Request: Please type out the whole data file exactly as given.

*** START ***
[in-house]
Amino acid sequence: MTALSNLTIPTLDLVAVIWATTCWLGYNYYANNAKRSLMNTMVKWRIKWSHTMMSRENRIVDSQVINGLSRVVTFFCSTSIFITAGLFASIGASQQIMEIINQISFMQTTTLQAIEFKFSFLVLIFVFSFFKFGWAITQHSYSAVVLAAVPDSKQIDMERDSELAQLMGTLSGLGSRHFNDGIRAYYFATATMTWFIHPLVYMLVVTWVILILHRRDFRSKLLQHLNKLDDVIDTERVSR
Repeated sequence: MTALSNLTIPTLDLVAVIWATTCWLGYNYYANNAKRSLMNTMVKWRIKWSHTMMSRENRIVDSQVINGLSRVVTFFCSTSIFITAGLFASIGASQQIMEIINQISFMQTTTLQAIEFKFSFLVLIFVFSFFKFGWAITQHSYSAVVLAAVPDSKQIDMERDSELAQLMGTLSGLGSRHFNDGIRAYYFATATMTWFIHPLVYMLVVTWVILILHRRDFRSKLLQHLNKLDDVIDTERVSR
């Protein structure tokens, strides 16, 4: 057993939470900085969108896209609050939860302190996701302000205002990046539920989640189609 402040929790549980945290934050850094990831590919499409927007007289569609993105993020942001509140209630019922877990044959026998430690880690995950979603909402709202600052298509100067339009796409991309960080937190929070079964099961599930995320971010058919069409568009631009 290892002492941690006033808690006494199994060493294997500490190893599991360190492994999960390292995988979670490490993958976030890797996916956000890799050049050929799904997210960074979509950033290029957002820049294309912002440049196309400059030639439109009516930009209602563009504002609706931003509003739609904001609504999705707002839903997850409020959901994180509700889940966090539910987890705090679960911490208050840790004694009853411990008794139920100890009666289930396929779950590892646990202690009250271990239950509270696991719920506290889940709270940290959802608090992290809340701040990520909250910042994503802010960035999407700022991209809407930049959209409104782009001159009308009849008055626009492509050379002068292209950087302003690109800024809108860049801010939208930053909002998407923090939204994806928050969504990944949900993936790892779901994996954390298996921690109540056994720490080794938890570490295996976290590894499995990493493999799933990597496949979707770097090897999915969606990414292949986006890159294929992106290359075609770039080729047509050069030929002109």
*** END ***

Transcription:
[in-house]
Amino acid sequence: MTALSNLTIPTLDLVAVIWATTCWLGYNYYANNAKRSLMNTMVKWRIKWSHTMMSRENRIVDSQVINGLSRVVTFFCSTSIFITAGLFASIGASQQIMEIINQISFMQTTTLQAIEFKFSFLVLIFVFSFFKFGWAITQHSYSAVVLAAVPDSKQIDMERDSELAQLMGTLSGLGSRHFNDGIRAYYFATATMTWFIHPLVYMLVVTWVILILHRRDFRSKLLQHLNKLDDVIDTERVSR
Repeated sequence: MTALSNLTIPTLDLVAVIWATTCWLGYNYYANNAKRSLMNTMVKWRIKWSHTMMSRENRIVDSQVINGLSRVVTFFCSTSIFITAGLFASIGASQQIMEIINQISFMQTTTLQAIEFKFSFLVLIFVFSFFKFGWAITQHSYSAVVLAAVPDSKQIDMERDSELAQLMGTLSGLGSRHFNDGIRAYYFATATMTWFIHPLVYMLVVTWVILILHRRDFRSKLLQHLNKLDDVIDTERVSR
């Protein structure tokens, strides 16, 4: 057993939470900085969108896209609050939860302190996701302000205002990046539920989640189609 402040929790549980945290934050850094990831590919499409927007007289569609993105993020942001509140209630019922877990044959026998430690880690995950979603909402709202600052298509100067339009796409991309960080937190929070079964099961599930995320971010058919069409568009631009 290892002492941690006033808690006494199994060493294997500490190893599991360190492994999960390292995988979670490490993958976030890797996916956000890799050049050929799904997210960074979509950033290029957002820049294309912002440049196309400059030639439109009516930009209602563009504002609706931003509003739609904001609504999705707002839903997850409020959901994180509700889940966090539910987890705090679960911490208050840790004694009853411990008794139920100890009666289930396929779950590892646990202690009250271990239950509270696991719920506290889940709270940290959802608090992290809340701040990520909250910042994503802010960035999407700022991209809407930049959209409104782009001159009308009849008055626009492509050379002068292209950087302003690109800024809108860049801010939208930053909002998407923090939204994806928050969504990944949900993936790892779901994996954390298996921690109540056994720490080794938890570490295996976290590894499995990493493999799933990597496949979707770097090897999915969606990414292949986006890159294929992106290359075609770039080729047509050069030929002109």